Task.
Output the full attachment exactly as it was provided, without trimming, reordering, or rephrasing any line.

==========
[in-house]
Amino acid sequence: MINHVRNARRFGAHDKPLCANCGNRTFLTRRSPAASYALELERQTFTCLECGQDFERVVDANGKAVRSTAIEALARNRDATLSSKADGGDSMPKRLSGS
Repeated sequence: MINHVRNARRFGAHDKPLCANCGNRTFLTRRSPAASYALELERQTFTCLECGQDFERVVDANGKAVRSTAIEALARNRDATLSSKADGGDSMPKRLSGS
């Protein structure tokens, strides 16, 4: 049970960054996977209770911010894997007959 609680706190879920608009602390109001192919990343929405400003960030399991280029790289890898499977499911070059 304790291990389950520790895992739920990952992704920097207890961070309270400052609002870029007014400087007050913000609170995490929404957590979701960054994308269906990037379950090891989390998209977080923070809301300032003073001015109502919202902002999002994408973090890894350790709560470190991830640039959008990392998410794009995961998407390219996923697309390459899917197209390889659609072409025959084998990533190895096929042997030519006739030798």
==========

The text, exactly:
[in-house]
Amino acid sequence: MINHVRNARRFGAHDKPLCANCGNRTFLTRRSPAASYALELERQTFTCLECGQDFERVVDANGKAVRSTAIEALARNRDATLSSKADGGDSMPKRLSGS
Repeated sequence: MINHVRNARRFGAHDKPLCANCGNRTFLTRRSPAASYALELERQTFTCLECGQDFERVVDANGKAVRSTAIEALARNRDATLSSKADGGDSMPKRLSGS
């Protein structure tokens, strides 16, 4: 049970960054996977209770911010894997007959 609680706190879920608009602390109001192919990343929405400003960030399991280029790289890898499977499911070059 304790291990389950520790895992739920990952992704920097207890961070309270400052609002870029007014400087007050913000609170995490929404957590979701960054994308269906990037379950090891989390998209977080923070809301300032003073001015109502919202902002999002994408973090890894350790709560470190991830640039959008990392998410794009995961998407390219996923697309390459899917197209390889659609072409025959084998990533190895096929042997030519006739030798």